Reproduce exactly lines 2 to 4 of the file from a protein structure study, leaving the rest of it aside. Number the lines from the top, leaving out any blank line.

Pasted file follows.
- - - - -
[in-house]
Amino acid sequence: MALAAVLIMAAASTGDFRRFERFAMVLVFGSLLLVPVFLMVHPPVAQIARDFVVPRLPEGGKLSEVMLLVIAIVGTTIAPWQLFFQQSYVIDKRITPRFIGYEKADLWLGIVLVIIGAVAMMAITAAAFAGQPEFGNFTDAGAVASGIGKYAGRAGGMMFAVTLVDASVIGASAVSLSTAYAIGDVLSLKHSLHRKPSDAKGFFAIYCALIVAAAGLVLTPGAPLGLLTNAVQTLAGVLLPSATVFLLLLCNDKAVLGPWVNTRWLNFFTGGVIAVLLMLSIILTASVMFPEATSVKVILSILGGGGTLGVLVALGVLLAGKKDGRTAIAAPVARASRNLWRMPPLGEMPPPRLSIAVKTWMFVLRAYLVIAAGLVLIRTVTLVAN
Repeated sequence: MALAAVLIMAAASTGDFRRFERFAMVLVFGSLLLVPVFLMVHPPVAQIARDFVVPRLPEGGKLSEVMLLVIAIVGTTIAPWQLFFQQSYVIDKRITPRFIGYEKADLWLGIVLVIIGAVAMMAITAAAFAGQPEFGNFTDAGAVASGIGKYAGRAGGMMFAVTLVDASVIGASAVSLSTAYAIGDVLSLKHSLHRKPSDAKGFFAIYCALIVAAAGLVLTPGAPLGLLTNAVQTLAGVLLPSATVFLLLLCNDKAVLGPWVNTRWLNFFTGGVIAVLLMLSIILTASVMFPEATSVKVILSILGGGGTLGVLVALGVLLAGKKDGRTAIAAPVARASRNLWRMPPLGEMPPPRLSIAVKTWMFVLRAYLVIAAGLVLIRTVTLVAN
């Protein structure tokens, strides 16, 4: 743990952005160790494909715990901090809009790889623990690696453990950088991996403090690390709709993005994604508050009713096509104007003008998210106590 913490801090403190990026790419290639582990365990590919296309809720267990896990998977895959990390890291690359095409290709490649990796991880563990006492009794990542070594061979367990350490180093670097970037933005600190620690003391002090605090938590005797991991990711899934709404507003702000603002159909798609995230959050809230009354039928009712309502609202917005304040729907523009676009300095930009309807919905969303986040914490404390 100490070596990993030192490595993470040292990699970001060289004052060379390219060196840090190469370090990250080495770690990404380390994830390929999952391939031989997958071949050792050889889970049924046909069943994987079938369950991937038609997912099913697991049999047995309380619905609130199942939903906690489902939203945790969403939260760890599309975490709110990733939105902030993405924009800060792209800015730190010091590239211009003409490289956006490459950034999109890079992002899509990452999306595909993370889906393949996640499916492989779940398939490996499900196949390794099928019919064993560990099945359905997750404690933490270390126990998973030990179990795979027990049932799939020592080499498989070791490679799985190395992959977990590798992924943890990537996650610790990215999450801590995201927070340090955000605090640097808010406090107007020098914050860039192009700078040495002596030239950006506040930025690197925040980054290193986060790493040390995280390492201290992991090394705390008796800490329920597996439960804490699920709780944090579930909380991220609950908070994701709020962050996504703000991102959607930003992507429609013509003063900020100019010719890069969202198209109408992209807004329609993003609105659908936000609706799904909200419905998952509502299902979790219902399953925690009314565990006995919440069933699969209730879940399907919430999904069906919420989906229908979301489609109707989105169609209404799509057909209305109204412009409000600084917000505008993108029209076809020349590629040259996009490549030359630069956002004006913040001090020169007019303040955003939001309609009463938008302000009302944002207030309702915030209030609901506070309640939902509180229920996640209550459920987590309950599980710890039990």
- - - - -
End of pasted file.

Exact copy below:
Amino acid sequence: MALAAVLIMAAASTGDFRRFERFAMVLVFGSLLLVPVFLMVHPPVAQIARDFVVPRLPEGGKLSEVMLLVIAIVGTTIAPWQLFFQQSYVIDKRITPRFIGYEKADLWLGIVLVIIGAVAMMAITAAAFAGQPEFGNFTDAGAVASGIGKYAGRAGGMMFAVTLVDASVIGASAVSLSTAYAIGDVLSLKHSLHRKPSDAKGFFAIYCALIVAAAGLVLTPGAPLGLLTNAVQTLAGVLLPSATVFLLLLCNDKAVLGPWVNTRWLNFFTGGVIAVLLMLSIILTASVMFPEATSVKVILSILGGGGTLGVLVALGVLLAGKKDGRTAIAAPVARASRNLWRMPPLGEMPPPRLSIAVKTWMFVLRAYLVIAAGLVLIRTVTLVAN
Repeated sequence: MALAAVLIMAAASTGDFRRFERFAMVLVFGSLLLVPVFLMVHPPVAQIARDFVVPRLPEGGKLSEVMLLVIAIVGTTIAPWQLFFQQSYVIDKRITPRFIGYEKADLWLGIVLVIIGAVAMMAITAAAFAGQPEFGNFTDAGAVASGIGKYAGRAGGMMFAVTLVDASVIGASAVSLSTAYAIGDVLSLKHSLHRKPSDAKGFFAIYCALIVAAAGLVLTPGAPLGLLTNAVQTLAGVLLPSATVFLLLLCNDKAVLGPWVNTRWLNFFTGGVIAVLLMLSIILTASVMFPEATSVKVILSILGGGGTLGVLVALGVLLAGKKDGRTAIAAPVARASRNLWRMPPLGEMPPPRLSIAVKTWMFVLRAYLVIAAGLVLIRTVTLVAN
């Protein structure tokens, strides 16, 4: 743990952005160790494909715990901090809009790889623990690696453990950088991996403090690390709709993005994604508050009713096509104007003008998210106590 913490801090403190990026790419290639582990365990590919296309809720267990896990998977895959990390890291690359095409290709490649990796991880563990006492009794990542070594061979367990350490180093670097970037933005600190620690003391002090605090938590005797991991990711899934709404507003702000603002159909798609995230959050809230009354039928009712309502609202917005304040729907523009676009300095930009309807919905969303986040914490404390 100490070596990993030192490595993470040292990699970001060289004052060379390219060196840090190469370090990250080495770690990404380390994830390929999952391939031989997958071949050792050889889970049924046909069943994987079938369950991937038609997912099913697991049999047995309380619905609130199942939903906690489902939203945790969403939260760890599309975490709110990733939105902030993405924009800060792209800015730190010091590239211009003409490289956006490459950034999109890079992002899509990452999306595909993370889906393949996640499916492989779940398939490996499900196949390794099928019919064993560990099945359905997750404690933490270390126990998973030990179990795979027990049932799939020592080499498989070791490679799985190395992959977990590798992924943890990537996650610790990215999450801590995201927070340090955000605090640097808010406090107007020098914050860039192009700078040495002596030239950006506040930025690197925040980054290193986060790493040390995280390492201290992991090394705390008796800490329920597996439960804490699920709780944090579930909380991220609950908070994701709020962050996504703000991102959607930003992507429609013509003063900020100019010719890069969202198209109408992209807004329609993003609105659908936000609706799904909200419905998952509502299902979790219902399953925690009314565990006995919440069933699969209730879940399907919430999904069906919420989906229908979301489609109707989105169609209404799509057909209305109204412009409000600084917000505008993108029209076809020349590629040259996009490549030359630069956002004006913040001090020169007019303040955003939001309609009463938008302000009302944002207030309702915030209030609901506070309640939902509180229920996640209550459920987590309950599980710890039990």